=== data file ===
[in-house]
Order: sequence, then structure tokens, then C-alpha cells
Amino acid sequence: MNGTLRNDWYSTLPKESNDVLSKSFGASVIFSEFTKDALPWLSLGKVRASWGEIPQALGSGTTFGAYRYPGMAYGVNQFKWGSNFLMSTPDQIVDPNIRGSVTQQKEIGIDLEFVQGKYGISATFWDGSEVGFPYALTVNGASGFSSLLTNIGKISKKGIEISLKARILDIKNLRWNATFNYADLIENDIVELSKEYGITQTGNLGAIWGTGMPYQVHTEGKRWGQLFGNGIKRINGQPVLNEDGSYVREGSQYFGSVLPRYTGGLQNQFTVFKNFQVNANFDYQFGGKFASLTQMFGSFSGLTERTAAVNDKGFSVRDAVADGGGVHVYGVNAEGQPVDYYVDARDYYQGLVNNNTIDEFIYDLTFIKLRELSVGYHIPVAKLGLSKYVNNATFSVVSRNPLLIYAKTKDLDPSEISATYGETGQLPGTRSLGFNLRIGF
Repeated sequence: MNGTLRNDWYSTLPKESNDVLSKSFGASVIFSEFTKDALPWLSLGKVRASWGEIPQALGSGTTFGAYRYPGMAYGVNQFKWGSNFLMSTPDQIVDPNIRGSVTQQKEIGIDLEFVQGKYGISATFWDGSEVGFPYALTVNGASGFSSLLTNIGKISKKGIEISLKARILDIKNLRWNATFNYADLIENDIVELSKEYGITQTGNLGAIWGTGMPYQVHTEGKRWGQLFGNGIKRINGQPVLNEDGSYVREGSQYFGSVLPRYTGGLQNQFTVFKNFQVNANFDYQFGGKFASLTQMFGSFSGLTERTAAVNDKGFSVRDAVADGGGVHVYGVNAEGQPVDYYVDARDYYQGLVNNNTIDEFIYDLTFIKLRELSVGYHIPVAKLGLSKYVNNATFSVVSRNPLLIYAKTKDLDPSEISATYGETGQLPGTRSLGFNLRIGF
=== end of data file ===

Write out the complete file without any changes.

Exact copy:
[in-house]
Order: sequence, then structure tokens, then C-alpha cells
Amino acid sequence: MNGTLRNDWYSTLPKESNDVLSKSFGASVIFSEFTKDALPWLSLGKVRASWGEIPQALGSGTTFGAYRYPGMAYGVNQFKWGSNFLMSTPDQIVDPNIRGSVTQQKEIGIDLEFVQGKYGISATFWDGSEVGFPYALTVNGASGFSSLLTNIGKISKKGIEISLKARILDIKNLRWNATFNYADLIENDIVELSKEYGITQTGNLGAIWGTGMPYQVHTEGKRWGQLFGNGIKRINGQPVLNEDGSYVREGSQYFGSVLPRYTGGLQNQFTVFKNFQVNANFDYQFGGKFASLTQMFGSFSGLTERTAAVNDKGFSVRDAVADGGGVHVYGVNAEGQPVDYYVDARDYYQGLVNNNTIDEFIYDLTFIKLRELSVGYHIPVAKLGLSKYVNNATFSVVSRNPLLIYAKTKDLDPSEISATYGETGQLPGTRSLGFNLRIGF
Repeated sequence: MNGTLRNDWYSTLPKESNDVLSKSFGASVIFSEFTKDALPWLSLGKVRASWGEIPQALGSGTTFGAYRYPGMAYGVNQFKWGSNFLMSTPDQIVDPNIRGSVTQQKEIGIDLEFVQGKYGISATFWDGSEVGFPYALTVNGASGFSSLLTNIGKISKKGIEISLKARILDIKNLRWNATFNYADLIENDIVELSKEYGITQTGNLGAIWGTGMPYQVHTEGKRWGQLFGNGIKRINGQPVLNEDGSYVREGSQYFGSVLPRYTGGLQNQFTVFKNFQVNANFDYQFGGKFASLTQMFGSFSGLTERTAAVNDKGFSVRDAVADGGGVHVYGVNAEGQPVDYYVDARDYYQGLVNNNTIDEFIYDLTFIKLRELSVGYHIPVAKLGLSKYVNNATFSVVSRNPLLIYAKTKDLDPSEISATYGETGQLPGTRSLGFNLRIGF